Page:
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Quantum computing, one area in which Australia has niche capabilities, may lead to ultra-secure telecommunications in the future Image: Swinburne University
22 February 2017

With the launch of the Cyber Security Industry Capability Report and a new program to boost skills in cyber security the Australian Government highlights the increasing threat of cyber attacks on Australia.

The cost of global cybercrime, estimated at US$3 trillion in 2015, is set to further increase over the coming years. But Australia may soon lack the skills to address the challenge.

According to the Government, nearly one in five cyber security jobs may go unfilled by 2020. To encourage specialised training of more cyber security professionals, it recently announced a new $1.9 million initiative designed as part of the $230 million Cyber Security Strategy. Under the new program universities can apply to be recognised as Academic Centres of Cyber Security Excellence (ACCSE) if they provide high level cyber security training, research capability and have strong connections to the business sector.

Education Minister Simon Birmingham said that the program aims to attract more Australians to cyber security jobs by supporting universities that provide the training up of professionals in the area.

However, a new report by the Australian Trade and Investment Commission highlights that the growing threat of cyber crime could also harbour opportunities for Australia.

We have relatively strong research capacity in niche areas of cyber security, such as quantum technology, wireless technology and trustworthy systems.

One example is the seL4 kernel developed by CSIRO’s Data 61 provides the to date strongest operating system security. It runs at the core of a computer’s operating system and provides secure software compartments with the capacity to isolate and contain faults and cyber attacks.

Data61 is also partnering with the Defence Science and Technology Group (DST), which has developed new approaches for the trustworthy use of commercial hardware. An example for this is the Digital Video Guard, a harware-based solution that uses encrypted images to securely transport sensitive information through untrustworthy networks and computers./p>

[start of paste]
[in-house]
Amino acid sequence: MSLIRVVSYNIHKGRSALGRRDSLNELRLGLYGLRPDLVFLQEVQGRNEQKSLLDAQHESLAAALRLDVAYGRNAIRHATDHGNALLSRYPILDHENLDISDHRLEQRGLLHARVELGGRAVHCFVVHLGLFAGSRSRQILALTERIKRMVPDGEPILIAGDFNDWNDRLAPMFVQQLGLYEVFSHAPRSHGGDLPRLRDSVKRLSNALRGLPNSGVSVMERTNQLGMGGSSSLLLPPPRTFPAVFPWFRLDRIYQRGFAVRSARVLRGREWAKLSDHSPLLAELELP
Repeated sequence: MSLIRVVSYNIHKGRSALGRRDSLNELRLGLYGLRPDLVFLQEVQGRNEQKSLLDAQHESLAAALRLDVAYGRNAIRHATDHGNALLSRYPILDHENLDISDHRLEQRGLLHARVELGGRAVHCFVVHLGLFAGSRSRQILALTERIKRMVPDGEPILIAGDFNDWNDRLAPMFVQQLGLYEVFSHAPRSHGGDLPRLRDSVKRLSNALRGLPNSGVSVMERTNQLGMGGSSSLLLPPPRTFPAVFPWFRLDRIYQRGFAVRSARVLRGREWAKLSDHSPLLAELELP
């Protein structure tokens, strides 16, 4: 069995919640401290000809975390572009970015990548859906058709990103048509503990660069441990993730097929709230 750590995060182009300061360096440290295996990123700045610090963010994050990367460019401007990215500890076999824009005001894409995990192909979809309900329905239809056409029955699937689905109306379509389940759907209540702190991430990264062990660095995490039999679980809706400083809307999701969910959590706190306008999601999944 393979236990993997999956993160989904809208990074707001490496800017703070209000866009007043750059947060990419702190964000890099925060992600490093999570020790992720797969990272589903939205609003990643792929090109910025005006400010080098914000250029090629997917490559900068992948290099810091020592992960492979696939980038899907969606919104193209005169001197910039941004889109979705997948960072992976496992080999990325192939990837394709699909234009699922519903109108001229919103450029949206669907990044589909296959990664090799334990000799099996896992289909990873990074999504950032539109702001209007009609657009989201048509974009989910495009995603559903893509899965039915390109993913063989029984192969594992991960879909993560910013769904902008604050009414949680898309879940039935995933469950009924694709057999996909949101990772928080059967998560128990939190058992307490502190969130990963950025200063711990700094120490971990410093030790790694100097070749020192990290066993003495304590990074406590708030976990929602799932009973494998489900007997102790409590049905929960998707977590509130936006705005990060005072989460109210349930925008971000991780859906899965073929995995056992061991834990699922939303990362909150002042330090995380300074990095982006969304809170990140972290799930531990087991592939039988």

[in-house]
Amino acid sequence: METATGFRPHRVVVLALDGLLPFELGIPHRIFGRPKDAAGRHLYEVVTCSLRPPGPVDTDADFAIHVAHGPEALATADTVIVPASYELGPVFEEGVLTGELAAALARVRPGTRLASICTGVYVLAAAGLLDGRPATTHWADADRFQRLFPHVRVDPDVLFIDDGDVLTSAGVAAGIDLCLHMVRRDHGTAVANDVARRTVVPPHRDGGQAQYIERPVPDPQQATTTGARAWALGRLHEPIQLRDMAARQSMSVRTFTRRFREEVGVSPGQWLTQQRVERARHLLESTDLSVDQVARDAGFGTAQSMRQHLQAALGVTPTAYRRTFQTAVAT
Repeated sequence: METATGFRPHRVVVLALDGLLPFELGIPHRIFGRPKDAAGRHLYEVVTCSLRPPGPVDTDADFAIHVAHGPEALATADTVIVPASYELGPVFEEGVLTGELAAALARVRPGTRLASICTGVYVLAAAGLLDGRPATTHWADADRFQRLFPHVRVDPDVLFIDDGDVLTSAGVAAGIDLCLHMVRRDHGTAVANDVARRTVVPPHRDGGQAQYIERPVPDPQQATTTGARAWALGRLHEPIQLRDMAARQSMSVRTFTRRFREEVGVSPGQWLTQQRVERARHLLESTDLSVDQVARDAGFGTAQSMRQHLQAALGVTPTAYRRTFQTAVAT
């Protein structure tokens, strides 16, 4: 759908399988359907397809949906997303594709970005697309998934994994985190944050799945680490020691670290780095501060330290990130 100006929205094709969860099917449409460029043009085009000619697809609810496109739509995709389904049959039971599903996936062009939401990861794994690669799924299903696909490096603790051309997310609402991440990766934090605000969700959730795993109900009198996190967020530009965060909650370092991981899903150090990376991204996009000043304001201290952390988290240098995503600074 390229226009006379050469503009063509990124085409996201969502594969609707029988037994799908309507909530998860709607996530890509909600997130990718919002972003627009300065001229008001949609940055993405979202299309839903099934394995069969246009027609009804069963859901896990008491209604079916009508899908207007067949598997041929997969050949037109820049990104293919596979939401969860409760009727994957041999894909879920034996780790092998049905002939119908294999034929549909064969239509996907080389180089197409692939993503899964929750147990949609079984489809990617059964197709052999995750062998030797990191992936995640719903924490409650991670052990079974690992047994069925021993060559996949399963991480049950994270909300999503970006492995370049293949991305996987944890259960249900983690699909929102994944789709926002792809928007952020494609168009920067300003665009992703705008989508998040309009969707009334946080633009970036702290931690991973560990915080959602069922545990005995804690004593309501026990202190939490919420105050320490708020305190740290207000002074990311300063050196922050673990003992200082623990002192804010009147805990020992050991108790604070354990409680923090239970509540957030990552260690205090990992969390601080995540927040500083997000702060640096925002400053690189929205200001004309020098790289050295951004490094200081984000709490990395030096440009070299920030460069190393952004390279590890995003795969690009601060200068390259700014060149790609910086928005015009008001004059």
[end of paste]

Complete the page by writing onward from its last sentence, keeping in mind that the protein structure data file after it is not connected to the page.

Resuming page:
We are also strong in quantum computing. For example, Swinburne University has set a new record for the complexity possible on a quantum computing chip which could lead to ultra-secure telecommunications in the future.

Around $80 million is being directed into the cyber security as one of nine national Science Research Priority Areas. In addition, the Department of Defence has announced $12 million in funding for a new purpose-built facility at the Australian National University (ANU) to improve Australia’s cyber security.

Once completed it will enable ANU and Defence to collaborate on research in areas including high performance computing, data analytics and cyber security.

In addition to strong research, the report also highlights a range of innovations from Australian companies. Ranging from innovative startups through to multinational organisations, these companies have expertise in identity management, encryption, wireless technologies and trustworthy systems.

One example is Quintessential Lab. The company is producing quantum security solutions, including a random number generator that is based on quantum physics, and is part of a security platform to encrypt and protect digital data.